We believe that our sustainable fixed income opportunities are also sound financial choices. When faced with opportunities to do good, while doing well, investing in sustainable fixed income solutions balances the needs of the present with the opportunities of the future.

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Konstantin Boehmer

SVP, Head of Fixed Income, Portfolio Manager
Mackenzie Investments

Responsible for active management of $60 billion of global fixed income assets using fundamental and quantitative/technical strategies. Previously, held senior fixed income portfolio management roles in Germany and New York at a global investment firm. BA in European business and Spanish; MBA from the Sloan School of Management, MIT

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Hadiza Djataou

VP, Portfolio Manager
Mackenzie Investments

Responsible for the active management of global fixed income mandates, employing fundamental and quantitative strategies. Participates in ESG integration across fixed income mandates. Worked as a fixed income portfolio manager for 12 years at a global investment firm in Paris, managing global credit and aggregate bond portfolios. BA in mathematics and computer science; two MAs in banking, monetary policies and international finance from Université Paris Dauphine; MBA from Washington University.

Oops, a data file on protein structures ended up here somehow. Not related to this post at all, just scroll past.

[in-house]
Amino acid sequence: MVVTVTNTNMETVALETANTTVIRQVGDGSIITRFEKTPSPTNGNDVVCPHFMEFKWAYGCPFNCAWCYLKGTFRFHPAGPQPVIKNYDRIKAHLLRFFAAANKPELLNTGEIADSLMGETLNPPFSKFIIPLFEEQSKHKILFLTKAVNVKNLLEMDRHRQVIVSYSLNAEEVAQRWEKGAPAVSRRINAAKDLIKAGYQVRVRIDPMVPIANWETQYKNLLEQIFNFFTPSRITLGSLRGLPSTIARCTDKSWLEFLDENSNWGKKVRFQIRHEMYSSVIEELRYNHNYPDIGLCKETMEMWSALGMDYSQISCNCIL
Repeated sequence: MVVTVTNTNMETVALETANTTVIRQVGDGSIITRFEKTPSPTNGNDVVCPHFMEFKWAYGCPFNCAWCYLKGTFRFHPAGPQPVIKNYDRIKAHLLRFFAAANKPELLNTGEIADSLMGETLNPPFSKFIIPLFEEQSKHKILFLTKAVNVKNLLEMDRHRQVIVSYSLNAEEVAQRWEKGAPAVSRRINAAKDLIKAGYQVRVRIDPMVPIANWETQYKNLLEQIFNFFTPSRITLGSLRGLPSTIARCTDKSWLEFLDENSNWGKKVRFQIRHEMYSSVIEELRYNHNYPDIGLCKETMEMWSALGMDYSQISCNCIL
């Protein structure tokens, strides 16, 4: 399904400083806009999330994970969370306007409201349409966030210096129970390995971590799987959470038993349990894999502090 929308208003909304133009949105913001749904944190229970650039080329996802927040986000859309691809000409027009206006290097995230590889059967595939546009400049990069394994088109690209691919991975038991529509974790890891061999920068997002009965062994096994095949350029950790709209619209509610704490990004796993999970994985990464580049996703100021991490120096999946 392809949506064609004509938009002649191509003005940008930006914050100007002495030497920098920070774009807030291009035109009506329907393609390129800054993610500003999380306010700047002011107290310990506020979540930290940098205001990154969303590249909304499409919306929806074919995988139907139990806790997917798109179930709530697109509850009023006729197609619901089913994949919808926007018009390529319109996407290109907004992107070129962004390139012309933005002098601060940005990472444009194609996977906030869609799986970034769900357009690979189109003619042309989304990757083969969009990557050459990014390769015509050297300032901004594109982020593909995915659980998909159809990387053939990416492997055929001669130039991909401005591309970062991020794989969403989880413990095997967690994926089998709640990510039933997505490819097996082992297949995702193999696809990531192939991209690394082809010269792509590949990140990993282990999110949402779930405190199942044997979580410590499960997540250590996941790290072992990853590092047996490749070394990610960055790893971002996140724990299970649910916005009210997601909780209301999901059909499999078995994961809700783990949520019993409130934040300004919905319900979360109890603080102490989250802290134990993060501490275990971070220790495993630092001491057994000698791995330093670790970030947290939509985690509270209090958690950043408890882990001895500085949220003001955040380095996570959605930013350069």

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Andrew Vasila

Senior Investment Analyst
Mackenzie Investments

Supports the blended fundamental and quantitative research across global fixed income and sustainable fixed income mandates. Responsible for data-driven ESG integration and insights, supporting investment in innovative and impactful debt transactions. BASc in applied mathematics; BA in Economics; Fundamentals of Sustainable Accounting credential; CFA Charterholder.